I'm an admitted Top Chef addict, but with one major reservation: I can't taste the food. The "cheftestants" dazzle us with technique and presentation and Padma's satisfied mmms, but we, the loyal viewers, don't get a bite. And as a serious eater, I have to wonder: Is the food any good?
Earlier this month, I had a chance to find out. Marcel Vigneron, the spiky-haired molecular gastronome of season two, put on a tasting dinner at the Astor Center in New York City, where he served three courses and two cocktails to a heavily female crowd.
No sooner did Vigneron take the stage than Hung Huynh—season three champion—sauntered in, taking a seat in the audience. The tension was palpable: the two Culinary Institute–trained, technique-focused, oft-maligned gastronomes in one room. The runner-up cooking for the crowned champion? It boggled the mind.
But Vigneron didn't disappoint, with three beautifully crafted and wholly original courses. While Huynh winced at the blood orange–hibiscus cocktail—shoving aside his glass and taking a swig of water—he later nodded sagely at Vigneron's advice ("It's all about improvisation. Use what you have, use what's good") and openly applauded his uni in a lemon-vanilla gelée.
Gelatin may be the new foam—Vigneron spent much of the class espousing the virtues and varieties of hydrocolloids—but it worked seamlessly in each of the courses, from a fresh melon jelly with gazpacho espuma (old habits die hard) to the dish of my science-class dreams. Whipping eggs and peanut butter into a froth, Vigneron poured them into a plastic cup and popped them into a microwave—where they set into a puffy, tender, almost nonexistent fluff. The method, from gastronomic mecca El Bulli, is called a vauquelin, and Vigneron's gave the faintest puff of peanuty flavor to the raw kona kampachi it accompanied.
A Little Q&A
What would your last meal on Earth be? Something huge! Then I can't die until I finish. I'd be like "No, man, I'm still eating!" Seriously, a huge bowl of fresh orecchiette. Good olive oil, broccoli rabe, red pepper, really spicy. The basics. Real Mediterranean food—that's why I started cooking to begin with.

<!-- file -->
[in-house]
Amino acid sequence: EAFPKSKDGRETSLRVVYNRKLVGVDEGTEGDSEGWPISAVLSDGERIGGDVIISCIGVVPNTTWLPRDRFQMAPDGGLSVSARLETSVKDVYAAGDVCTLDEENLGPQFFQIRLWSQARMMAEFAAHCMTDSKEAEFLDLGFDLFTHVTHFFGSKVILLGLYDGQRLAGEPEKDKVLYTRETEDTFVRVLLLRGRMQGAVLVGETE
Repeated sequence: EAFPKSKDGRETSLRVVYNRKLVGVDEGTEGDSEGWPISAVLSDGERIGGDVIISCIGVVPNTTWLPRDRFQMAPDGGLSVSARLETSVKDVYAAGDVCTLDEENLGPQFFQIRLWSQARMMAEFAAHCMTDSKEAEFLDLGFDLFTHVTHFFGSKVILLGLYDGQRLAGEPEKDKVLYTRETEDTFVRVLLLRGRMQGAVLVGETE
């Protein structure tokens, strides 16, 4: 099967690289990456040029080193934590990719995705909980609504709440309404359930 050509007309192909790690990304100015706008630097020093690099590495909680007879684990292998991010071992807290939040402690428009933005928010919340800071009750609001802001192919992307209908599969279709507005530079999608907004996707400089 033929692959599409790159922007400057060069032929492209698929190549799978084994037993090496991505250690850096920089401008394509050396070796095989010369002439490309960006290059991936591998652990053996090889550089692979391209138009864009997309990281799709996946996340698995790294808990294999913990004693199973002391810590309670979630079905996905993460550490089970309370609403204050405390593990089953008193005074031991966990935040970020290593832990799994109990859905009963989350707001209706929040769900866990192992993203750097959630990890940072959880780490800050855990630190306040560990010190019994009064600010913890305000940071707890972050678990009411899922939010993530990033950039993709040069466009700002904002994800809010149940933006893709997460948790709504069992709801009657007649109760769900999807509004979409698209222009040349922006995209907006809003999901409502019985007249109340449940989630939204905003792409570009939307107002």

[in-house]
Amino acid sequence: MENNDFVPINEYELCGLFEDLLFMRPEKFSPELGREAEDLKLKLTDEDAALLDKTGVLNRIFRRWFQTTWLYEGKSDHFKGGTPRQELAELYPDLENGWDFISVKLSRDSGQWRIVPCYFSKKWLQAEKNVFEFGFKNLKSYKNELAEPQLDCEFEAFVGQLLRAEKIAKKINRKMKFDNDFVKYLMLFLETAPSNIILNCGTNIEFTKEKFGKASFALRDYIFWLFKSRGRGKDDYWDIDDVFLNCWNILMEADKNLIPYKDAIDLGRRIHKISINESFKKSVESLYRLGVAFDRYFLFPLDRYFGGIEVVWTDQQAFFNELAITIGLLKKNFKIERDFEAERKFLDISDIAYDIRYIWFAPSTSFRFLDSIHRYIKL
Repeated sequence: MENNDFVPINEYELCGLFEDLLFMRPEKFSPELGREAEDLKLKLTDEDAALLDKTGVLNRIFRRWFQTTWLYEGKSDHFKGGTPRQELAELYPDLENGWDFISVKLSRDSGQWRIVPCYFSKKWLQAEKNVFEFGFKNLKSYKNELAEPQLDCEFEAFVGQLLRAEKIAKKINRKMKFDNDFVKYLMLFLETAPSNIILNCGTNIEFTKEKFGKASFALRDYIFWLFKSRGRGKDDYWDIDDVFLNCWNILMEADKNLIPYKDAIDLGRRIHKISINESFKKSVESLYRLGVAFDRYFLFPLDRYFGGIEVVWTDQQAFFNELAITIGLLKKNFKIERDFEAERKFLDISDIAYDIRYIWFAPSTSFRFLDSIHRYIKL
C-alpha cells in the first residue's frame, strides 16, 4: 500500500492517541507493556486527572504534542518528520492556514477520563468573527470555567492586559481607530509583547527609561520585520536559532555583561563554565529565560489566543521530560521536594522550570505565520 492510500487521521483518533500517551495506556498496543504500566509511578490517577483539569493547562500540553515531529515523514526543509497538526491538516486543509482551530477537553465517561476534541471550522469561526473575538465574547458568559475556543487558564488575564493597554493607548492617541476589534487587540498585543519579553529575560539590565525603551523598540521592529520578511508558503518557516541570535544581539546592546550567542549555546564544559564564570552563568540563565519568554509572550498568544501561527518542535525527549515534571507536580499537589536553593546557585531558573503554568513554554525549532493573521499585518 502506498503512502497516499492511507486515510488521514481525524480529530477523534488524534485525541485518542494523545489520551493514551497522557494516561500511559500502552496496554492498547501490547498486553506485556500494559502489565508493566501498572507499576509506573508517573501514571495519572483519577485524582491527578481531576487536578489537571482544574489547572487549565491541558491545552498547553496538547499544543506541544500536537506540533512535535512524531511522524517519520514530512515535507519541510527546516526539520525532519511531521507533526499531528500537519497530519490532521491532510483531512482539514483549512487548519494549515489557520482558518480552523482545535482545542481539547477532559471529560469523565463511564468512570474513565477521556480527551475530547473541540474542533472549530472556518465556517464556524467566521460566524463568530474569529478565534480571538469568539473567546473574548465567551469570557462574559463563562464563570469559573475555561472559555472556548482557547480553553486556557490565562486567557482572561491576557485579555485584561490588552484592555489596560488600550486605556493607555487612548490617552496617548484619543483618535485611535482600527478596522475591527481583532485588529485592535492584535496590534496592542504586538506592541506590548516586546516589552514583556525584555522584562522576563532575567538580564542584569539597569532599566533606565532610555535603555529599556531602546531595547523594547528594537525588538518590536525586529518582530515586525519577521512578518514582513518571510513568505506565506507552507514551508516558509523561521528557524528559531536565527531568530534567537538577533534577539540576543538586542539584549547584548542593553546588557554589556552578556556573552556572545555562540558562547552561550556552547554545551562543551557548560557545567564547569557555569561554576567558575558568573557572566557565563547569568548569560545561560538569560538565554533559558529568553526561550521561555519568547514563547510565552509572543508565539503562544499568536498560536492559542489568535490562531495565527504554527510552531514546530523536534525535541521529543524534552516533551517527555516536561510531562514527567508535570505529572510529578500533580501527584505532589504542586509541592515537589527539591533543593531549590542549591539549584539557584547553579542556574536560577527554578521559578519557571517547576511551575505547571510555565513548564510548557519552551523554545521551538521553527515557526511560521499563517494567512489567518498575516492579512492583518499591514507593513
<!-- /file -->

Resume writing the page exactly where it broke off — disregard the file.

And the most memorable meal of your life? I mean, there are too many to really say. But the first "Oh my God, my life just changed" one was the first time I ate at the French Laundry, about five years ago—a 17-course tasting menu. It was transformative. But others are just as important. The mamma in the Italian kitchen, putting sea salt on her tomatoes, pomodori still warm from the sun—it's different, it's simple, but it's just as memorable.
Has your technique developed at all since the show? Well, I like to think I'm getting back to the basics. I used to be Mr. "Hey, let's put foam on top of caviar—on top of foam!" and just go for anything that looked cool. I mean, I still do that. But then I asked myself, does this taste any good? That is the point of cooking, after all.
Are you still in touch with the other contestants? Yeah! Ilan and I, we talk, on the phone, every night! [Vigneron laughs nervously about his season two rival.] "And Betty? Christmas cards, every year. Nothing but lovey-dovey in that crowd.
Any recent favorite food spots? Hawaii! I've spent a lot of time in Hawaii—back at the restaurant, actually, where they filmed the [Top Chef] finale. Kona kampachi is about my favorite thing on the planet.
When was the last time you ate fast food? I never ... No! I do! In-N-Out, last week. Double-Double, Animal-Style. And a Neapolitan shake. They'll put all three flavors in one cup. Not everyone knows that.
Your technique is pretty extreme. Do you have any tips for the slightly more amateur chef? Seasonality. What grows together goes together, you know? My melons and tomatoes, they're great together, they like to party together. Classic flavor profile. Go with what works.
Any gastronomist who orders his In-N-Out Animal-Style is all right with me.
Top Chef classes continue all summer at the Astor Center.